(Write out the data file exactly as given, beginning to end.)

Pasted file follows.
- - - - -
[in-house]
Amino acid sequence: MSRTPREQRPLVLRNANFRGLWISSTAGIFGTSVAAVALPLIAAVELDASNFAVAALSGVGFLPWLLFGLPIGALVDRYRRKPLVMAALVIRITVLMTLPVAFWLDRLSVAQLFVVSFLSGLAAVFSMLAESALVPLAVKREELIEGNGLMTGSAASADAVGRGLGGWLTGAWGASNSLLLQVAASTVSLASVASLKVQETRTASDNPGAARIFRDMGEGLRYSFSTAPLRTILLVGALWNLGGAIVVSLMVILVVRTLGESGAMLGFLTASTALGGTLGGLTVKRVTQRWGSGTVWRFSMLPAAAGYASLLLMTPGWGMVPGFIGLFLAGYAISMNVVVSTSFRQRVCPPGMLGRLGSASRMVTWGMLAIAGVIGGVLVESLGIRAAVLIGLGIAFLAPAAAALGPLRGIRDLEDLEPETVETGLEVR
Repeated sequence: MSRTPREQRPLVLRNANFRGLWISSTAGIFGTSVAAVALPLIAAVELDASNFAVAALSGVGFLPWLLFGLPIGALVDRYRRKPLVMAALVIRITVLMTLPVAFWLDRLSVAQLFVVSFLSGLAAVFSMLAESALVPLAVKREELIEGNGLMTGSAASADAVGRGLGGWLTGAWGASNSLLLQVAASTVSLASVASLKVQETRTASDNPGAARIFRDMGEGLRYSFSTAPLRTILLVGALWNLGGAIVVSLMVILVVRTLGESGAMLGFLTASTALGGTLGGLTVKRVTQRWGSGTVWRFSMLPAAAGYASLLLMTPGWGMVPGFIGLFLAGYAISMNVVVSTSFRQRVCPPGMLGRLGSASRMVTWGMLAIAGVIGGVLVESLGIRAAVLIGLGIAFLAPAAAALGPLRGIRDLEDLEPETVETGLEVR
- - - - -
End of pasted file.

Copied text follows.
[in-house]
Amino acid sequence: MSRTPREQRPLVLRNANFRGLWISSTAGIFGTSVAAVALPLIAAVELDASNFAVAALSGVGFLPWLLFGLPIGALVDRYRRKPLVMAALVIRITVLMTLPVAFWLDRLSVAQLFVVSFLSGLAAVFSMLAESALVPLAVKREELIEGNGLMTGSAASADAVGRGLGGWLTGAWGASNSLLLQVAASTVSLASVASLKVQETRTASDNPGAARIFRDMGEGLRYSFSTAPLRTILLVGALWNLGGAIVVSLMVILVVRTLGESGAMLGFLTASTALGGTLGGLTVKRVTQRWGSGTVWRFSMLPAAAGYASLLLMTPGWGMVPGFIGLFLAGYAISMNVVVSTSFRQRVCPPGMLGRLGSASRMVTWGMLAIAGVIGGVLVESLGIRAAVLIGLGIAFLAPAAAALGPLRGIRDLEDLEPETVETGLEVR
Repeated sequence: MSRTPREQRPLVLRNANFRGLWISSTAGIFGTSVAAVALPLIAAVELDASNFAVAALSGVGFLPWLLFGLPIGALVDRYRRKPLVMAALVIRITVLMTLPVAFWLDRLSVAQLFVVSFLSGLAAVFSMLAESALVPLAVKREELIEGNGLMTGSAASADAVGRGLGGWLTGAWGASNSLLLQVAASTVSLASVASLKVQETRTASDNPGAARIFRDMGEGLRYSFSTAPLRTILLVGALWNLGGAIVVSLMVILVVRTLGESGAMLGFLTASTALGGTLGGLTVKRVTQRWGSGTVWRFSMLPAAAGYASLLLMTPGWGMVPGFIGLFLAGYAISMNVVVSTSFRQRVCPPGMLGRLGSASRMVTWGMLAIAGVIGGVLVESLGIRAAVLIGLGIAFLAPAAAALGPLRGIRDLEDLEPETVETGLEVR